Location: Great Basin Rangelands Research2013 Annual Report
1a. Objectives (from AD-416):
The primary purpose is to construct the scientific foundation for the Conservation Effects Assessment Project (CEAP) by documenting what is known and what is not known about the environmental effects of conservation practices on rangelands hydrologic processes. The University of Nevada at Reno (UNR) is undertaking a cooperative project with the Agricultural Research Service (ARS), the Natural Resources Conservation Service (NRCS), and the Bureau of Land Management (BLM) to document the status of knowledge regarding the environmental impact of conservation practices for improving water availability and quality in western watersheds. Specifically the project will: 1) quantify impact of cheatgrass on Great Basin ecosystem process; 2) quantify the impact conservation practices have on the hydrologic balance, water quality, and soil erosion processes of western rangelands; and 3) will improve the understanding of the sources, mobilization, and transport of dissolved solids in rangelands in the Upper Colorado River Basin (UCRB), generating knowledge which will generally be transferrable to other semi-arid and arid domestic and international rangelands.
1b. Approach (from AD-416):
The University of Nevada at Reno will assist ARS in conducting an international literature search to document what is known about conservation practices and their ability to mitigate mobilization and transport of soil and dissolved solids into western river systems. Based on the literature review the team will design and execute experiments to evaluate the efficiency of the conservation practice in reducing soil erosion on arid and semi-arid rangelands. The ARS-UNR team will use both sources of information to improve the USDA Rangeland Hydrology and Erosion Model’s ability to predict how conservation practices will improve water quantity and quality of western rivers.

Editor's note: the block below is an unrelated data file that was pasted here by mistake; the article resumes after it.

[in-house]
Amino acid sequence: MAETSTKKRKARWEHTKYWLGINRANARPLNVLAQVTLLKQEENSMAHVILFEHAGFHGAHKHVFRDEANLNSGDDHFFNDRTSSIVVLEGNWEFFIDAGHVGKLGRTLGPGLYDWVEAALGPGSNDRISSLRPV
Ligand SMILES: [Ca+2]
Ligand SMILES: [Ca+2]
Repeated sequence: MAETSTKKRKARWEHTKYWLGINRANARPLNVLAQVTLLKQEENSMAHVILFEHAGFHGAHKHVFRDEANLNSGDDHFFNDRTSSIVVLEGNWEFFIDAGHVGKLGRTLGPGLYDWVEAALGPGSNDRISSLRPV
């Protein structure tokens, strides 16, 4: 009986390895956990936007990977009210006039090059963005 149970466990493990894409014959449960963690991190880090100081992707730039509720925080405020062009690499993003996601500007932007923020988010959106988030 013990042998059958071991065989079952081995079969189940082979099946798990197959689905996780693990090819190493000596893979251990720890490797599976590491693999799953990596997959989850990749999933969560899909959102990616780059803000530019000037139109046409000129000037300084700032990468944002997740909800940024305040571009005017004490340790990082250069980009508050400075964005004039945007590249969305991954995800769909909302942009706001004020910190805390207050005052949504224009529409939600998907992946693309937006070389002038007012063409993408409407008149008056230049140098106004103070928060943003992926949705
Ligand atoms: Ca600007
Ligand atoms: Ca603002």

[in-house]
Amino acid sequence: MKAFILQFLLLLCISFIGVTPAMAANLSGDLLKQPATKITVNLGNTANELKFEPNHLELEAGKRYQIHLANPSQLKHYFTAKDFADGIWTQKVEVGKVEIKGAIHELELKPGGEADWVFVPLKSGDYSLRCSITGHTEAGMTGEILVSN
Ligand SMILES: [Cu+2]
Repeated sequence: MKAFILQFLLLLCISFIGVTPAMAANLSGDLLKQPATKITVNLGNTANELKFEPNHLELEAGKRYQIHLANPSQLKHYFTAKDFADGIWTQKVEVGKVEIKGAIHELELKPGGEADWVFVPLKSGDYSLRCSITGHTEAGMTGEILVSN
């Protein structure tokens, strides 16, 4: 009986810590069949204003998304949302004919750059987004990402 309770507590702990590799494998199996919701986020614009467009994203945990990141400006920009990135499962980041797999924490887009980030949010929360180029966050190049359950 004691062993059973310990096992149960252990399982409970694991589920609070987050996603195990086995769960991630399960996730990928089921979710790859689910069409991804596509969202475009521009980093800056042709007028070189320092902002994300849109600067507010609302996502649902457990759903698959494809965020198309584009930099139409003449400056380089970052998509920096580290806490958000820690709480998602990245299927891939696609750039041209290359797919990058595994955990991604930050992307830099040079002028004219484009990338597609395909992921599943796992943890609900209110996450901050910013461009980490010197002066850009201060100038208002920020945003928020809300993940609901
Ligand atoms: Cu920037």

3. Progress Report:
This agreement is related to objective 3 of the in-house project, "Develop and transfer innovative management approaches and technology for conserving and rehabilitating sagebrush, pinyon/juniper woodlands, and salt desert shrublands to meet natural resource and agricultural production goals." The research proposed in this project will help achieve the following National Program 215 (Pasture, Forage, and Rangeland Systems) objectives through initiation of individual and multi-agency joint research projects: Objective B.1. Develop strategies and practices for conserving healthy rangelands and restoring degraded lands under changing environmental conditions to meet a variety of ecosystem services; Objective B.2. Develop decision support tools usable at multiple scales including landscape levels for inventorying and assessing rangelands; and, for selecting, implementing, and monitoring conservation and restoration practices. ARS researchers at Reno, Nevada, in collaboration with the National Agricultural Library, Bureau of Land Management, and University of Nevada Reno initiated a project to improve the understanding of sources and transport mechanisms of dissolved solids (salts) from rangelands. The team has conducted an extensive international literature review (1,000 citations) and will publish an annotated bibliography and synthesis report later this year. The team is developing synthesis of the literature on the status of what is known on salt mobilization and transport for use in developing mitigation plans for impacted areas in the western United States. Our team is working with the United States Geological Survey to build a manual of available practices and inferred impacts and benefits if implemented to reduce salt mobilization and transport. We have met with the Colorado Salinity Board and associated working groups four times, and reviewed the progress of the project. This work resulted in the Bureau of Reclamation funding a new project to quantify soil loss and salinity transport from western rangelands. The aim of this project is to determine cost effective means of enhancing degraded rangelands and reducing salinity and sedimentation in western rivers.